Society for Companion Animal Studies

Promote the study of human-companion animal bond

Pet Loss Support Online Surgery - 28th August 2012

Duration: 60 minutes | Language: English

Tuesday, August 28 2012 | 6:30 PM (GMT Standard Time)

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About the Class

The Ralph Site and The Society for Companion Animal Studies working together to bring you The Pet Loss Support Online Surgery. Join us every fortnight on Tuesday evenings at 6.30pm and share in some stories and experiences surrounding the loss, or anticipated loss of a much loved pet.

Each fortnight we will be looking at the questions, experiences and worries that people just like you are facing around the difficult time of losing a pet and we will be talking about them live and online at the Pet Loss Support Online Surgery.

This session focuses on the following aspects of pet loss:

When a pet is lost or stolen
When a pet needs to be rehomed
How grief may affect you
What actually happens in a euthanasia - the process for small animals and horses. Preparing yourself for what will happen.
Pet loss and the issues around taking on a new pet

Keywords: pets, bereavement, grief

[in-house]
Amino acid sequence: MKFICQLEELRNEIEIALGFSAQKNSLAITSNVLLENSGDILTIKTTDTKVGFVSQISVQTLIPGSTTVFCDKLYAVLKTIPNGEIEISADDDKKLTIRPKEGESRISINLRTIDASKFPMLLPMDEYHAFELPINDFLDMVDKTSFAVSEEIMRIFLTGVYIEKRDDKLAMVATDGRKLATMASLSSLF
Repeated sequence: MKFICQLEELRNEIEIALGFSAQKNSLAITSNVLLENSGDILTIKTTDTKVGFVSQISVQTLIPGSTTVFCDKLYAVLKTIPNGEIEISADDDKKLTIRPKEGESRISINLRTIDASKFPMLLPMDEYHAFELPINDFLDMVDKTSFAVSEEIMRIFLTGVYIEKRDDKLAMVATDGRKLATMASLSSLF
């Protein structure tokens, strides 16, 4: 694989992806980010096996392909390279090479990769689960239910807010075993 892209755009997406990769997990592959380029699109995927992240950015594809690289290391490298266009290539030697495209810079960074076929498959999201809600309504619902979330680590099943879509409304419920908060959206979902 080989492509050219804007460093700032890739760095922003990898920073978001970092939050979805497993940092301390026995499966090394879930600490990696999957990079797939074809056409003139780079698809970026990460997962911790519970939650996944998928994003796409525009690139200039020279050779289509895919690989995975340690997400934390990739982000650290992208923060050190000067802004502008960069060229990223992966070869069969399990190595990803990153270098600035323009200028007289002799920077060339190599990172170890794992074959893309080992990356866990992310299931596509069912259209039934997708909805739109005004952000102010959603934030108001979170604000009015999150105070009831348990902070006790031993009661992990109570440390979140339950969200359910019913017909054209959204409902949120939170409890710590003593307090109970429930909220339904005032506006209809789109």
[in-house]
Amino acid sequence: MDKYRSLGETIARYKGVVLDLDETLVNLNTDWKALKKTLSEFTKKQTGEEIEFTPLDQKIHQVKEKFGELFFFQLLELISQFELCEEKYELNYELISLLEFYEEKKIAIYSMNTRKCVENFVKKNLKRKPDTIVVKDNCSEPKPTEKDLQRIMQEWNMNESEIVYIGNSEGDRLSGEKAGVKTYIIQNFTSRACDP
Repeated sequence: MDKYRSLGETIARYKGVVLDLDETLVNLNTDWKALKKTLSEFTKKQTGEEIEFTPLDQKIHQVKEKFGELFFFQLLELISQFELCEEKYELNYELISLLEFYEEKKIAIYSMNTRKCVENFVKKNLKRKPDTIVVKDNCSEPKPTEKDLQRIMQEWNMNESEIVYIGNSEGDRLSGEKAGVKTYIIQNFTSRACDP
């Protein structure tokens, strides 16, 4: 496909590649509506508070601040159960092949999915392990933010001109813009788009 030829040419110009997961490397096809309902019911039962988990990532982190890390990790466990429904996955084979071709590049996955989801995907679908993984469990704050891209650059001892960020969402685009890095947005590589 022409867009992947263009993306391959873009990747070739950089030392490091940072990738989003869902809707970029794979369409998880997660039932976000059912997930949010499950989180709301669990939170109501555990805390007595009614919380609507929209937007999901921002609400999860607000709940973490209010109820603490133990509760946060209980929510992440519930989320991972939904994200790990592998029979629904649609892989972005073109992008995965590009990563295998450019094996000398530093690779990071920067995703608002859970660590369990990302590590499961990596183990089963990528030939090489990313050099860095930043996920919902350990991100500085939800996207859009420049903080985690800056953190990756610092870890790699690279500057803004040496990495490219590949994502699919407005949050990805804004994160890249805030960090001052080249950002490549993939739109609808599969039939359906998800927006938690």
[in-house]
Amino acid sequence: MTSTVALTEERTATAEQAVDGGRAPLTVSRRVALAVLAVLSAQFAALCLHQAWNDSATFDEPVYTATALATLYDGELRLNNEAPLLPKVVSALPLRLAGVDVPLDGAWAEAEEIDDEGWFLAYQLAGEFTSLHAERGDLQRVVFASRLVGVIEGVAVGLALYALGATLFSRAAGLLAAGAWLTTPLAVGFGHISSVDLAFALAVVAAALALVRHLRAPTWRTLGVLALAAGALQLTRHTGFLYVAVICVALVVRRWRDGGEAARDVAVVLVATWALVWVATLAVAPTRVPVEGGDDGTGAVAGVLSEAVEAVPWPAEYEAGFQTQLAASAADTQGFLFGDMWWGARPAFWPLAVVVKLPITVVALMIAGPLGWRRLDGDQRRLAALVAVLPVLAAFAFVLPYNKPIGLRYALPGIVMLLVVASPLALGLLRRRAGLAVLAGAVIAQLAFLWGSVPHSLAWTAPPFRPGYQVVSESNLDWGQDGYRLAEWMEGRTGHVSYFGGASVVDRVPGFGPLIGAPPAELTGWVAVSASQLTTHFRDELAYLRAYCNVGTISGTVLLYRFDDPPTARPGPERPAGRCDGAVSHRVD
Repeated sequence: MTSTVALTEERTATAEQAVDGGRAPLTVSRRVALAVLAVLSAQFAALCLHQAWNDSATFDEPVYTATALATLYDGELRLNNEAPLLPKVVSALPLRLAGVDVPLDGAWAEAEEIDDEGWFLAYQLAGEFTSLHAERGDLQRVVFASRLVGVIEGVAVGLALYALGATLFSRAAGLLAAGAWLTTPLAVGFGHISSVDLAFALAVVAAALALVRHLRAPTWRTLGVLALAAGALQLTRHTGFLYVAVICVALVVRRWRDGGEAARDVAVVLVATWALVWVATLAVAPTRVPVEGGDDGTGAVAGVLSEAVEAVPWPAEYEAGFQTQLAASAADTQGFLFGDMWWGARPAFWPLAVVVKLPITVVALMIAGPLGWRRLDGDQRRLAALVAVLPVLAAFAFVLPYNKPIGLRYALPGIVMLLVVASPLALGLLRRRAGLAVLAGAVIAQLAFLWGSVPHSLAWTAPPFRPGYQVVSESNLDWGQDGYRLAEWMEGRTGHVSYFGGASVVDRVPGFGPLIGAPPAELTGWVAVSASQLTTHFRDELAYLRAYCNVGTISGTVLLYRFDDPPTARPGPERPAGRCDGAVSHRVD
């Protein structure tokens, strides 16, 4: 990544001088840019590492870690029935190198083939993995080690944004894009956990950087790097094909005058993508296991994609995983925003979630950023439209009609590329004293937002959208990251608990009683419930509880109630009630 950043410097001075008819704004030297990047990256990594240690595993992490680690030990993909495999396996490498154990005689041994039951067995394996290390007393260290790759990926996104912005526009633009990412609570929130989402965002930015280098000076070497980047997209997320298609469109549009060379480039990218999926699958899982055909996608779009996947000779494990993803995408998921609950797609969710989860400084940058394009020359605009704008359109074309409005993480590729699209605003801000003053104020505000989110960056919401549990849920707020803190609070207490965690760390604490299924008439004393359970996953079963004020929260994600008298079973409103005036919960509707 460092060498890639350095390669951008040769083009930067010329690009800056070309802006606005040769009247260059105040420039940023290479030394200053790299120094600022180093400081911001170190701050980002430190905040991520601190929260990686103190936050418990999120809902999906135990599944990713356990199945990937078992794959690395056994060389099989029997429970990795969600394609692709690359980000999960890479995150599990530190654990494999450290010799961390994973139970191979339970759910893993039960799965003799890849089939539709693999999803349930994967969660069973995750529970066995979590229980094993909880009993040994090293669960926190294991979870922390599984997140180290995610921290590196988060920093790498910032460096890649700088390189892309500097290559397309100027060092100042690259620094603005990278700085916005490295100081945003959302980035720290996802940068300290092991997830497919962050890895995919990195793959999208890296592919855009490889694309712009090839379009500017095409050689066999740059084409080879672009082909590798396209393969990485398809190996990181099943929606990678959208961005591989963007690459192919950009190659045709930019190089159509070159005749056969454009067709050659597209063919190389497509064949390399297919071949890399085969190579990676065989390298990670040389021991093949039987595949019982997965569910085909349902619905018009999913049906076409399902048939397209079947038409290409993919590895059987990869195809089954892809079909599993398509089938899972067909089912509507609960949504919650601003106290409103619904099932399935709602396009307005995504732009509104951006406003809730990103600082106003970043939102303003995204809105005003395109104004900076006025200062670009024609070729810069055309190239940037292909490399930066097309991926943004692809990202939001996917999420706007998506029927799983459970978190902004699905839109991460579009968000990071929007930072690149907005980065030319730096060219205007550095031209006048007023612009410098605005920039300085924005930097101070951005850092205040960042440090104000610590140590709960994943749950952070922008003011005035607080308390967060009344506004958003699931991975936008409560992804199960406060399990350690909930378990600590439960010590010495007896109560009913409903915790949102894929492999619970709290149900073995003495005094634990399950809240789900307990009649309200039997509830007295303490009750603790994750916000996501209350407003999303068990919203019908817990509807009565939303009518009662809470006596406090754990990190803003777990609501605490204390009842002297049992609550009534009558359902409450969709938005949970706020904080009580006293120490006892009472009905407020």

Society for Companion Animal Studies Society for Companion Animal Studies

Profile Summary

The Society for Companion Animal Studies (SCAS) was established in 1979 to promote the study of human-companion animal interactions and raise awareness of the importance of pets in society.

SCAS is the leading human-companion animal bond organisation in the UK.

Over the past thirty years SCAS has established itself as the leading human-companion animal bond organisation in the UK.

SCAS work focuses on four key areas:

Information exchange: We produce a range of human-companion animal bond publications, maintain a reference library of research findings for our members, host an annual conference, and provide expert opinion on the bond to encourage positive pet policy and practice.

Education and training: SCAS delivers training to health, social care and veterinary professionals, in animal-assisted interventions, the human-companion animal bond and pet loss.

Research: We carry out our own research into the effects of pet ownership and interaction on different groups in society – for example, pets and older people. We also offer a research scholarship.

Helping vulnerable groups in society: In recent years, our work has focused on areas such as:

*encouraging sheltered housing and residential care homes for older people to adopt pro-pets policies; our Pets for Life campaign is ongoing
*highlighting the benefits of pets for children's health and education
*advising on animal-assisted therapy programmes and training
*supporting people who have lost a much-loved pet

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